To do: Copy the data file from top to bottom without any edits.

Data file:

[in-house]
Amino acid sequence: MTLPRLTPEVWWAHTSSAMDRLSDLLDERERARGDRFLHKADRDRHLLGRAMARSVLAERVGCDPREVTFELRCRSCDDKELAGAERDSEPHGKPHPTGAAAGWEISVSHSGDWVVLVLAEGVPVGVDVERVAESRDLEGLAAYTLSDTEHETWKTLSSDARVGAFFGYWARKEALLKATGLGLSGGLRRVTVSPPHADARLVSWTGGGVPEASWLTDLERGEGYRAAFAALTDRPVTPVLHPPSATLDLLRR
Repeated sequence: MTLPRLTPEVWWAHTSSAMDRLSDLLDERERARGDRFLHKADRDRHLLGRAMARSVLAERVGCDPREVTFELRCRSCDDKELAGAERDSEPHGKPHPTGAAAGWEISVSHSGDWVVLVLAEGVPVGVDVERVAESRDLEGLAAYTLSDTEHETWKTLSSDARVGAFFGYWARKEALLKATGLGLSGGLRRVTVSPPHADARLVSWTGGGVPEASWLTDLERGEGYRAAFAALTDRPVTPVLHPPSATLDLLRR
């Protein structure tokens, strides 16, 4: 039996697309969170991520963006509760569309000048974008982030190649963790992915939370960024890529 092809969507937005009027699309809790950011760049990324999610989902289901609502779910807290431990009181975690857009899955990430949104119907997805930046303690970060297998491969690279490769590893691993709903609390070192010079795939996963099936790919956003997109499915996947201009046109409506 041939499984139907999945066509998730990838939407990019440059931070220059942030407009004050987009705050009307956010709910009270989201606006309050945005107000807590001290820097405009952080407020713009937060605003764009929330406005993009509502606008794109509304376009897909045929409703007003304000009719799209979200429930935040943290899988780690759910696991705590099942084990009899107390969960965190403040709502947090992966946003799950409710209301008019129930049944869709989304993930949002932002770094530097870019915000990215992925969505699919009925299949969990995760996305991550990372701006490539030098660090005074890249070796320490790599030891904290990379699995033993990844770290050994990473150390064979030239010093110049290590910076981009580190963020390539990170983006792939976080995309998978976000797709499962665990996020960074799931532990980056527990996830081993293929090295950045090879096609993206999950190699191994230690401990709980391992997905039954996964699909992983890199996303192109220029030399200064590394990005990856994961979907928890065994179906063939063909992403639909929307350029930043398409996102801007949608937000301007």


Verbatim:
[in-house]
Amino acid sequence: MTLPRLTPEVWWAHTSSAMDRLSDLLDERERARGDRFLHKADRDRHLLGRAMARSVLAERVGCDPREVTFELRCRSCDDKELAGAERDSEPHGKPHPTGAAAGWEISVSHSGDWVVLVLAEGVPVGVDVERVAESRDLEGLAAYTLSDTEHETWKTLSSDARVGAFFGYWARKEALLKATGLGLSGGLRRVTVSPPHADARLVSWTGGGVPEASWLTDLERGEGYRAAFAALTDRPVTPVLHPPSATLDLLRR
Repeated sequence: MTLPRLTPEVWWAHTSSAMDRLSDLLDERERARGDRFLHKADRDRHLLGRAMARSVLAERVGCDPREVTFELRCRSCDDKELAGAERDSEPHGKPHPTGAAAGWEISVSHSGDWVVLVLAEGVPVGVDVERVAESRDLEGLAAYTLSDTEHETWKTLSSDARVGAFFGYWARKEALLKATGLGLSGGLRRVTVSPPHADARLVSWTGGGVPEASWLTDLERGEGYRAAFAALTDRPVTPVLHPPSATLDLLRR
């Protein structure tokens, strides 16, 4: 039996697309969170991520963006509760569309000048974008982030190649963790992915939370960024890529 092809969507937005009027699309809790950011760049990324999610989902289901609502779910807290431990009181975690857009899955990430949104119907997805930046303690970060297998491969690279490769590893691993709903609390070192010079795939996963099936790919956003997109499915996947201009046109409506 041939499984139907999945066509998730990838939407990019440059931070220059942030407009004050987009705050009307956010709910009270989201606006309050945005107000807590001290820097405009952080407020713009937060605003764009929330406005993009509502606008794109509304376009897909045929409703007003304000009719799209979200429930935040943290899988780690759910696991705590099942084990009899107390969960965190403040709502947090992966946003799950409710209301008019129930049944869709989304993930949002932002770094530097870019915000990215992925969505699919009925299949969990995760996305991550990372701006490539030098660090005074890249070796320490790599030891904290990379699995033993990844770290050994990473150390064979030239010093110049290590910076981009580190963020390539990170983006792939976080995309998978976000797709499962665990996020960074799931532990980056527990996830081993293929090295950045090879096609993206999950190699191994230690401990709980391992997905039954996964699909992983890199996303192109220029030399200064590394990005990856994961979907928890065994179906063939063909992403639909929307350029930043398409996102801007949608937000301007």